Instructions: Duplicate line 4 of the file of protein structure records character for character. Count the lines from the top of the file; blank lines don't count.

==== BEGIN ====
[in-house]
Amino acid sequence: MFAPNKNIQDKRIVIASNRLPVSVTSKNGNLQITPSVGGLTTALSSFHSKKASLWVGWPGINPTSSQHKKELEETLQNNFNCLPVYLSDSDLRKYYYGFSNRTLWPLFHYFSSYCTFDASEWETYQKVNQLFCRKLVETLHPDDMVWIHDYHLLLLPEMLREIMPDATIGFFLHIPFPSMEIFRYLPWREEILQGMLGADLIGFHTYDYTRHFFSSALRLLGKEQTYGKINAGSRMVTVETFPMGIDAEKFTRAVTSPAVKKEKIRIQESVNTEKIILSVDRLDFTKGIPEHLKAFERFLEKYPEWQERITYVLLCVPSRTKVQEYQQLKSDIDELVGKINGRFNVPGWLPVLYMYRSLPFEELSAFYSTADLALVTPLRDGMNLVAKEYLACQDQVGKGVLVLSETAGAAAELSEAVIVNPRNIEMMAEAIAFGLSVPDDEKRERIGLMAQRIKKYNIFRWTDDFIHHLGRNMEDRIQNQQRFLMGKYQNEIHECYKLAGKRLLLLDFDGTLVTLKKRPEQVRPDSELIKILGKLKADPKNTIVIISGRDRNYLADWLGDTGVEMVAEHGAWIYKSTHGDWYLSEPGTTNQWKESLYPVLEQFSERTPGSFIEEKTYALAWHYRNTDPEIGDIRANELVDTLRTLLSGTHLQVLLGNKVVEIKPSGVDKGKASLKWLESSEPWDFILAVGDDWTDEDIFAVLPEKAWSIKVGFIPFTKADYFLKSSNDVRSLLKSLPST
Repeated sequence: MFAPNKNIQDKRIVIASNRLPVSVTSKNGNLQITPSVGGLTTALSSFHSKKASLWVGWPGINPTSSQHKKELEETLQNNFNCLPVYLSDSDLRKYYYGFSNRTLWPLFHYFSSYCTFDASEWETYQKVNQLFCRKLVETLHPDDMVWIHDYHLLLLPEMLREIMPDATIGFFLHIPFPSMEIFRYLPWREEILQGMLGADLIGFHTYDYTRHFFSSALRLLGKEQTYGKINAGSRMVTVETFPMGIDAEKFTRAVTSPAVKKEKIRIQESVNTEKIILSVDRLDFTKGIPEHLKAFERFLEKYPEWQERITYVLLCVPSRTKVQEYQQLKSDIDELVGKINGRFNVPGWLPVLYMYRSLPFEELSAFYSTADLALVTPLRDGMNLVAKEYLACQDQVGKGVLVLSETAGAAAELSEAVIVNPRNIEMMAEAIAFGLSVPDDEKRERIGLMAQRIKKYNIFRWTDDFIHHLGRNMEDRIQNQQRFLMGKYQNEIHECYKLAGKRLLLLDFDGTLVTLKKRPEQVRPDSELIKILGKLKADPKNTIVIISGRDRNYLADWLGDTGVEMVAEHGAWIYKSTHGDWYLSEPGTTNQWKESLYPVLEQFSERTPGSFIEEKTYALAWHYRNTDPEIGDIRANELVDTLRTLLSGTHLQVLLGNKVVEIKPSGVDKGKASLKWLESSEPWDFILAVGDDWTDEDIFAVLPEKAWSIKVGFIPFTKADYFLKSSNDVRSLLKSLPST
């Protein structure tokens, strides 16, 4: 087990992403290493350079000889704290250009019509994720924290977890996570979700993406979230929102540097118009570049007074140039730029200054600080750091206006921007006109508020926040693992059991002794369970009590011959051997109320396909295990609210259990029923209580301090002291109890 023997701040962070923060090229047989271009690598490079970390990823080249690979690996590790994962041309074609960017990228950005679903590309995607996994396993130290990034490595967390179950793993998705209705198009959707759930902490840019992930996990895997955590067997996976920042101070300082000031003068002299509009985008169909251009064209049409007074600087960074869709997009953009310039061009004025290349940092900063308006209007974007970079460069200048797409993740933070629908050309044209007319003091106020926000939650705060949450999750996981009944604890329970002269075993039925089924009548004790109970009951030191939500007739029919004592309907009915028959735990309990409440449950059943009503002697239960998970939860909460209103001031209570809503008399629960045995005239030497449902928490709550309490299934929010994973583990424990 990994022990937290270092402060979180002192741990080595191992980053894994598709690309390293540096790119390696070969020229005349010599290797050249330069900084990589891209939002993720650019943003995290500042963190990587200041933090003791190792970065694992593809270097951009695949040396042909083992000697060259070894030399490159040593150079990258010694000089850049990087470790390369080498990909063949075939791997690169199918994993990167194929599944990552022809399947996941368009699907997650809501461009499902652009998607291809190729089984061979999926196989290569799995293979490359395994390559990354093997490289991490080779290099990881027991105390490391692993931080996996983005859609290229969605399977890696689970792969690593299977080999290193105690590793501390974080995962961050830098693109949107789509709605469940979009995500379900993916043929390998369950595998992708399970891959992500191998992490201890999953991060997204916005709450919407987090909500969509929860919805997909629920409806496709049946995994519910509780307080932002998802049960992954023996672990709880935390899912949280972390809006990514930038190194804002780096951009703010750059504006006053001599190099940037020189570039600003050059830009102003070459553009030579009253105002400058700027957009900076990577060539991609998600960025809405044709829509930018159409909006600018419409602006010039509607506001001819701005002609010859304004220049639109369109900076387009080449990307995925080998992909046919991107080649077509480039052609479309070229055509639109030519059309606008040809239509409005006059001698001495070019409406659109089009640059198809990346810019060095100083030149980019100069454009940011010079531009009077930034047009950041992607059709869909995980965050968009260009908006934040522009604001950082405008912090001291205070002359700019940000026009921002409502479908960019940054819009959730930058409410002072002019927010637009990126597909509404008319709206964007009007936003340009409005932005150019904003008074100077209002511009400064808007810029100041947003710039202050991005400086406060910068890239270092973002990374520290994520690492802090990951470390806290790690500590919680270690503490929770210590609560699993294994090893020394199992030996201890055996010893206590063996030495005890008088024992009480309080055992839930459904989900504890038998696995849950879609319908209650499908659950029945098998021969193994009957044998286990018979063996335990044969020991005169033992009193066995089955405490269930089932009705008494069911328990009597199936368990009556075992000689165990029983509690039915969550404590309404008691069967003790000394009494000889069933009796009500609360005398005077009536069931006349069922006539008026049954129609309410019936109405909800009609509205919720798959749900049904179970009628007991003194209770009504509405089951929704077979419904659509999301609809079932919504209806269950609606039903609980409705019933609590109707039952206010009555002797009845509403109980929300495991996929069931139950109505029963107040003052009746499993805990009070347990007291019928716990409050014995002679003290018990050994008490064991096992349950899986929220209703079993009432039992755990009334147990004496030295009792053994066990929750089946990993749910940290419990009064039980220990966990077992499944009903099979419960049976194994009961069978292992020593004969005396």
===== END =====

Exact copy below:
């Protein structure tokens, strides 16, 4: 087990992403290493350079000889704290250009019509994720924290977890996570979700993406979230929102540097118009570049007074140039730029200054600080750091206006921007006109508020926040693992059991002794369970009590011959051997109320396909295990609210259990029923209580301090002291109890 023997701040962070923060090229047989271009690598490079970390990823080249690979690996590790994962041309074609960017990228950005679903590309995607996994396993130290990034490595967390179950793993998705209705198009959707759930902490840019992930996990895997955590067997996976920042101070300082000031003068002299509009985008169909251009064209049409007074600087960074869709997009953009310039061009004025290349940092900063308006209007974007970079460069200048797409993740933070629908050309044209007319003091106020926000939650705060949450999750996981009944604890329970002269075993039925089924009548004790109970009951030191939500007739029919004592309907009915028959735990309990409440449950059943009503002697239960998970939860909460209103001031209570809503008399629960045995005239030497449902928490709550309490299934929010994973583990424990 990994022990937290270092402060979180002192741990080595191992980053894994598709690309390293540096790119390696070969020229005349010599290797050249330069900084990589891209939002993720650019943003995290500042963190990587200041933090003791190792970065694992593809270097951009695949040396042909083992000697060259070894030399490159040593150079990258010694000089850049990087470790390369080498990909063949075939791997690169199918994993990167194929599944990552022809399947996941368009699907997650809501461009499902652009998607291809190729089984061979999926196989290569799995293979490359395994390559990354093997490289991490080779290099990881027991105390490391692993931080996996983005859609290229969605399977890696689970792969690593299977080999290193105690590793501390974080995962961050830098693109949107789509709605469940979009995500379900993916043929390998369950595998992708399970891959992500191998992490201890999953991060997204916005709450919407987090909500969509929860919805997909629920409806496709049946995994519910509780307080932002998802049960992954023996672990709880935390899912949280972390809006990514930038190194804002780096951009703010750059504006006053001599190099940037020189570039600003050059830009102003070459553009030579009253105002400058700027957009900076990577060539991609998600960025809405044709829509930018159409909006600018419409602006010039509607506001001819701005002609010859304004220049639109369109900076387009080449990307995925080998992909046919991107080649077509480039052609479309070229055509639109030519059309606008040809239509409005006059001698001495070019409406659109089009640059198809990346810019060095100083030149980019100069454009940011010079531009009077930034047009950041992607059709869909995980965050968009260009908006934040522009604001950082405008912090001291205070002359700019940000026009921002409502479908960019940054819009959730930058409410002072002019927010637009990126597909509404008319709206964007009007936003340009409005932005150019904003008074100077209002511009400064808007810029100041947003710039202050991005400086406060910068890239270092973002990374520290994520690492802090990951470390806290790690500590919680270690503490929770210590609560699993294994090893020394199992030996201890055996010893206590063996030495005890008088024992009480309080055992839930459904989900504890038998696995849950879609319908209650499908659950029945098998021969193994009957044998286990018979063996335990044969020991005169033992009193066995089955405490269930089932009705008494069911328990009597199936368990009556075992000689165990029983509690039915969550404590309404008691069967003790000394009494000889069933009796009500609360005398005077009536069931006349069922006539008026049954129609309410019936109405909800009609509205919720798959749900049904179970009628007991003194209770009504509405089951929704077979419904659509999301609809079932919504209806269950609606039903609980409705019933609590109707039952206010009555002797009845509403109980929300495991996929069931139950109505029963107040003052009746499993805990009070347990007291019928716990409050014995002679003290018990050994008490064991096992349950899986929220209703079993009432039992755990009334147990004496030295009792053994066990929750089946990993749910940290419990009064039980220990966990077992499944009903099979419960049976194994009961069978292992020593004969005396």